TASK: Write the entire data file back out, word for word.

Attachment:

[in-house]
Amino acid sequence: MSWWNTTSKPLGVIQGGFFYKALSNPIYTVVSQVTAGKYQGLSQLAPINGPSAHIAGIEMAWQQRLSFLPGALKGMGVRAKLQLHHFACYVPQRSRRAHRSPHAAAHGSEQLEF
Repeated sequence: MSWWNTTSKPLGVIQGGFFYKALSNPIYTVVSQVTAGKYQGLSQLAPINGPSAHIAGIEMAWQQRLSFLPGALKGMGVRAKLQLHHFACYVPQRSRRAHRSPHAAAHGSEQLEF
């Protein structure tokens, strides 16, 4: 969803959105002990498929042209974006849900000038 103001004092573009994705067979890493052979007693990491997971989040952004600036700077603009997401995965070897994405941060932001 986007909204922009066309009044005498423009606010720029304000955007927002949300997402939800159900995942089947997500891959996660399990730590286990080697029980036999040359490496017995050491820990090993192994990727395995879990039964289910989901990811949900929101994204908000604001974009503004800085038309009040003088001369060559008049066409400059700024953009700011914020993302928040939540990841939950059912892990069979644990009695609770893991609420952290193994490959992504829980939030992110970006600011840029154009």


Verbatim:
[in-house]
Amino acid sequence: MSWWNTTSKPLGVIQGGFFYKALSNPIYTVVSQVTAGKYQGLSQLAPINGPSAHIAGIEMAWQQRLSFLPGALKGMGVRAKLQLHHFACYVPQRSRRAHRSPHAAAHGSEQLEF
Repeated sequence: MSWWNTTSKPLGVIQGGFFYKALSNPIYTVVSQVTAGKYQGLSQLAPINGPSAHIAGIEMAWQQRLSFLPGALKGMGVRAKLQLHHFACYVPQRSRRAHRSPHAAAHGSEQLEF
């Protein structure tokens, strides 16, 4: 969803959105002990498929042209974006849900000038 103001004092573009994705067979890493052979007693990491997971989040952004600036700077603009997401995965070897994405941060932001 986007909204922009066309009044005498423009606010720029304000955007927002949300997402939800159900995942089947997500891959996660399990730590286990080697029980036999040359490496017995050491820990090993192994990727395995879990039964289910989901990811949900929101994204908000604001974009503004800085038309009040003088001369060559008049066409400059700024953009700011914020993302928040939540990841939950059912892990069979644990009695609770893991609420952290193994490959992504829980939030992110970006600011840029154009």